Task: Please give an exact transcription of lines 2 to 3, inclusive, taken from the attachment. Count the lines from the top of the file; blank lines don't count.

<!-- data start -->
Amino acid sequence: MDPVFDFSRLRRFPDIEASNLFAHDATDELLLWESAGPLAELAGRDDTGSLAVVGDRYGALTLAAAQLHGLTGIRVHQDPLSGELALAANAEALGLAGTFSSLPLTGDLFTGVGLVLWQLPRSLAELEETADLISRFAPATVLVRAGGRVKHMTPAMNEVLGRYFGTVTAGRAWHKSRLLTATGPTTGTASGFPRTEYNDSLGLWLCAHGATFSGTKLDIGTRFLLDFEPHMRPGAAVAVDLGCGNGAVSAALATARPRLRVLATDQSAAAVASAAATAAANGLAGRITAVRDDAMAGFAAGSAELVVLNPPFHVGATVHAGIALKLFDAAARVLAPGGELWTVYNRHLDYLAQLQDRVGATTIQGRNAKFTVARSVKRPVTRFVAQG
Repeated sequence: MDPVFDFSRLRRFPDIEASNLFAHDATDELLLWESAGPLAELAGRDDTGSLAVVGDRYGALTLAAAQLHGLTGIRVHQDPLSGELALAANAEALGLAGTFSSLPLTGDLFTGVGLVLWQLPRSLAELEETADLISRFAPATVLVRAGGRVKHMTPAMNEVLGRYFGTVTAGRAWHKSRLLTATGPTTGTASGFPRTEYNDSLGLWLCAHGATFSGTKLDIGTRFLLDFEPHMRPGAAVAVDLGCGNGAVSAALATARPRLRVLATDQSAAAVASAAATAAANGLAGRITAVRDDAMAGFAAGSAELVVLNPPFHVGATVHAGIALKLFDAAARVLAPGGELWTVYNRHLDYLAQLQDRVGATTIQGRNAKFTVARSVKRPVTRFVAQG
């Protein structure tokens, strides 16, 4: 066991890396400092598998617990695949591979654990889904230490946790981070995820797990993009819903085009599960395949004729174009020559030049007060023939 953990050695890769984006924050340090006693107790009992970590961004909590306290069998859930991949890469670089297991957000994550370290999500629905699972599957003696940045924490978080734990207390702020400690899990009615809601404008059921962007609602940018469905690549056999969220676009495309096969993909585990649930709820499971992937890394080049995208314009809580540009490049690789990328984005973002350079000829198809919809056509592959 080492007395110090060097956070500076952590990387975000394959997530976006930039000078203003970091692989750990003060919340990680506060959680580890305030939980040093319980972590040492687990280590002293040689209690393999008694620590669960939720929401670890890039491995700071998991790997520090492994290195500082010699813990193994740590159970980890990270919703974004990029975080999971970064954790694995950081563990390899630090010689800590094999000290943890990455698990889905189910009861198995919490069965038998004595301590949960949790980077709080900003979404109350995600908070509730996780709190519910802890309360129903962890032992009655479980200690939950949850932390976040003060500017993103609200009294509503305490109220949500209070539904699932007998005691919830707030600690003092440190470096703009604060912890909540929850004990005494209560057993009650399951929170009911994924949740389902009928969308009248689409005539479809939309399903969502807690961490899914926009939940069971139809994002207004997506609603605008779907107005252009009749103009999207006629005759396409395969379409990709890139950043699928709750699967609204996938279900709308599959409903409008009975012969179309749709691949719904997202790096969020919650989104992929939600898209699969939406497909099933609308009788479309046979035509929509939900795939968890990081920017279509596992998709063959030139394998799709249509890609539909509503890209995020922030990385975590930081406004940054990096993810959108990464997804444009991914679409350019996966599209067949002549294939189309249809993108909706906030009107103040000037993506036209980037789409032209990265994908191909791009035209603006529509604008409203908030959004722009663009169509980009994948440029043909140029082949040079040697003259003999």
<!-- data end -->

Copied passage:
Repeated sequence: MDPVFDFSRLRRFPDIEASNLFAHDATDELLLWESAGPLAELAGRDDTGSLAVVGDRYGALTLAAAQLHGLTGIRVHQDPLSGELALAANAEALGLAGTFSSLPLTGDLFTGVGLVLWQLPRSLAELEETADLISRFAPATVLVRAGGRVKHMTPAMNEVLGRYFGTVTAGRAWHKSRLLTATGPTTGTASGFPRTEYNDSLGLWLCAHGATFSGTKLDIGTRFLLDFEPHMRPGAAVAVDLGCGNGAVSAALATARPRLRVLATDQSAAAVASAAATAAANGLAGRITAVRDDAMAGFAAGSAELVVLNPPFHVGATVHAGIALKLFDAAARVLAPGGELWTVYNRHLDYLAQLQDRVGATTIQGRNAKFTVARSVKRPVTRFVAQG
């Protein structure tokens, strides 16, 4: 066991890396400092598998617990695949591979654990889904230490946790981070995820797990993009819903085009599960395949004729174009020559030049007060023939 953990050695890769984006924050340090006693107790009992970590961004909590306290069998859930991949890469670089297991957000994550370290999500629905699972599957003696940045924490978080734990207390702020400690899990009615809601404008059921962007609602940018469905690549056999969220676009495309096969993909585990649930709820499971992937890394080049995208314009809580540009490049690789990328984005973002350079000829198809919809056509592959 080492007395110090060097956070500076952590990387975000394959997530976006930039000078203003970091692989750990003060919340990680506060959680580890305030939980040093319980972590040492687990280590002293040689209690393999008694620590669960939720929401670890890039491995700071998991790997520090492994290195500082010699813990193994740590159970980890990270919703974004990029975080999971970064954790694995950081563990390899630090010689800590094999000290943890990455698990889905189910009861198995919490069965038998004595301590949960949790980077709080900003979404109350995600908070509730996780709190519910802890309360129903962890032992009655479980200690939950949850932390976040003060500017993103609200009294509503305490109220949500209070539904699932007998005691919830707030600690003092440190470096703009604060912890909540929850004990005494209560057993009650399951929170009911994924949740389902009928969308009248689409005539479809939309399903969502807690961490899914926009939940069971139809994002207004997506609603605008779907107005252009009749103009999207006629005759396409395969379409990709890139950043699928709750699967609204996938279900709308599959409903409008009975012969179309749709691949719904997202790096969020919650989104992929939600898209699969939406497909099933609308009788479309046979035509929509939900795939968890990081920017279509596992998709063959030139394998799709249509890609539909509503890209995020922030990385975590930081406004940054990096993810959108990464997804444009991914679409350019996966599209067949002549294939189309249809993108909706906030009107103040000037993506036209980037789409032209990265994908191909791009035209603006529509604008409203908030959004722009663009169509980009994948440029043909140029082949040079040697003259003999």